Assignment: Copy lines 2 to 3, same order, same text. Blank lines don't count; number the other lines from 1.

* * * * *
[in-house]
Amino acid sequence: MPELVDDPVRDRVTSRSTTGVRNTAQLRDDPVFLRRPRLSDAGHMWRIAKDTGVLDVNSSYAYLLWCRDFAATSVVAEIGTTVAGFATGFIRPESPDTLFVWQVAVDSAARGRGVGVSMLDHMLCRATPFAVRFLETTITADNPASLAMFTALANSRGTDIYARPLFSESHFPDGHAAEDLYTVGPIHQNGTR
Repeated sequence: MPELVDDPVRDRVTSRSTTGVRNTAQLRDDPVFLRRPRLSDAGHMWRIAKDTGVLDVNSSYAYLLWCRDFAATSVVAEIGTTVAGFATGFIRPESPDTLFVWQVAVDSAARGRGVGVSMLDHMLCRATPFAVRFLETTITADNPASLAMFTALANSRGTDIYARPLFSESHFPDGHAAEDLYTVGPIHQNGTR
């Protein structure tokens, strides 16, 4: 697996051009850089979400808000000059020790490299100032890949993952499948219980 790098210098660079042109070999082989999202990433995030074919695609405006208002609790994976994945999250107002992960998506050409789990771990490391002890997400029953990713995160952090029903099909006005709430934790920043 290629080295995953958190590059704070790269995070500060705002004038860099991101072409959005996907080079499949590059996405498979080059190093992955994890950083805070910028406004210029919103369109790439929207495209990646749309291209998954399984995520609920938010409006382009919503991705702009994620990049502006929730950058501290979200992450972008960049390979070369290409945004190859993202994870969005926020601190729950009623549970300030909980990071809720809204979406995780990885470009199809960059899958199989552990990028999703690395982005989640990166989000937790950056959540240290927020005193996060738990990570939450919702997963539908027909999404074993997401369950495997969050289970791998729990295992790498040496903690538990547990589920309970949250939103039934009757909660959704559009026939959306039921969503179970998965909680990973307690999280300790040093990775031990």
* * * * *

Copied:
Amino acid sequence: MPELVDDPVRDRVTSRSTTGVRNTAQLRDDPVFLRRPRLSDAGHMWRIAKDTGVLDVNSSYAYLLWCRDFAATSVVAEIGTTVAGFATGFIRPESPDTLFVWQVAVDSAARGRGVGVSMLDHMLCRATPFAVRFLETTITADNPASLAMFTALANSRGTDIYARPLFSESHFPDGHAAEDLYTVGPIHQNGTR
Repeated sequence: MPELVDDPVRDRVTSRSTTGVRNTAQLRDDPVFLRRPRLSDAGHMWRIAKDTGVLDVNSSYAYLLWCRDFAATSVVAEIGTTVAGFATGFIRPESPDTLFVWQVAVDSAARGRGVGVSMLDHMLCRATPFAVRFLETTITADNPASLAMFTALANSRGTDIYARPLFSESHFPDGHAAEDLYTVGPIHQNGTR